It was a simple question; one that I thought was worth dropping to my oncologist because of how many other people had asked it of me:
When I’m done this fourth treatment, how do we test whether I’m cancer free?
I mean, there would be testing right? They must have some super high tech thing-a-ma-bob that does a violating scan of my body to tell me that, “yup, we got the rascals.” After all, at this point I’ve experienced some brilliant wack-a-do machines doing some bizarre things to me in order to help conveyor belt me though this experience, so I was expecting the final machine to be Steven Spielberg impressive.
But, the answer I received was as simple as the question I posed:
“We just assume we got it all.”
Wait… what? Assume? As a kid I was always taught that ‘assuming’ had implications that would make me look as bad as the person I was having them towards; well, that and it gave me the rare accepted opportunity to swear while rhyming off how it made an “ass of you and me.” So when the Oncologist looked at me and used ‘that’ word, I immediately felt myself morphing into Donkey from Shrek, “is this another one of those onion things” you know, a final cancer puzzle to challenge my chemo addled brain?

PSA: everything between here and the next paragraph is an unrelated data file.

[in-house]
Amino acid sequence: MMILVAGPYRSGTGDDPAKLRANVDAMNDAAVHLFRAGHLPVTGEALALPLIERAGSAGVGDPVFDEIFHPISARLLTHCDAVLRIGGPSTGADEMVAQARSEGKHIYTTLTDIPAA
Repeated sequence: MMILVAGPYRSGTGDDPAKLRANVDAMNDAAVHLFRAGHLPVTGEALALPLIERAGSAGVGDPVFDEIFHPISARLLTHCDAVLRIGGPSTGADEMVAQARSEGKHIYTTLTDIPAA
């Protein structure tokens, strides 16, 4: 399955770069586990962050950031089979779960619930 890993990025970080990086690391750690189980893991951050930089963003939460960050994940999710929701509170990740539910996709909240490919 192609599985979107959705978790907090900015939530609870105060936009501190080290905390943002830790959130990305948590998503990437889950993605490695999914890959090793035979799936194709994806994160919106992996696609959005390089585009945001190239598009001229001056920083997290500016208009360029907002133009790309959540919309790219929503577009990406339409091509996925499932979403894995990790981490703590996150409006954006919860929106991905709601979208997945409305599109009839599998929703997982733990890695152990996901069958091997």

My oncologist gave me a highly amused look that she uses with me often and explained their assumption is based on my four months of ugly chemo, two months of radiation, twelve months of Herceptin, remaining in hormone treatment for 5-10 years and their countless years of research.
Although it made perfect sense, it still broke my heart a wee bit to discover that being considered cancer free was being pinned on the fact that she was following a formula from some dusty old textbook from her fourth year in med school. Like Hermione concocting a spell from her Book of Spells; simply follow the steps, add some personal flair, release a dramatic abracadabra and voila, cancer free.
In order to give myself a chance to process this grand assumption, I sat down in the cancer center atrium and took a mental inventory:
4 Major treatments with all their glamorous side-effects,
Countless pills, needles, and invasive poking,
1 Heart being put into failure
And 10% of a lung now nuked and now useless, shattering any dreams of being the next American Idol,
Trusting that all of the above worked… priceless.
I dropped the word ‘assume’ and replaced it with ‘trust’. Trust in the experience of my healthcare team, trust in the know-how of the hospital staff and trust that when I said at the beginning of this journey a happy ending was my one non-negotiable during this unpredictable experience, that that is exactly what I am getting.
It’s natural to desire a guarantees in life, but it’s when I rely on non-existent absolutes that I become inflexible and things tend to go wonky. Life is fluid, ever changing, and choosing to role with it instead of resisting it, makes the ride so much more enjoyable.
So, looks like you are all stuck with me… because I am cancer free. Trust me.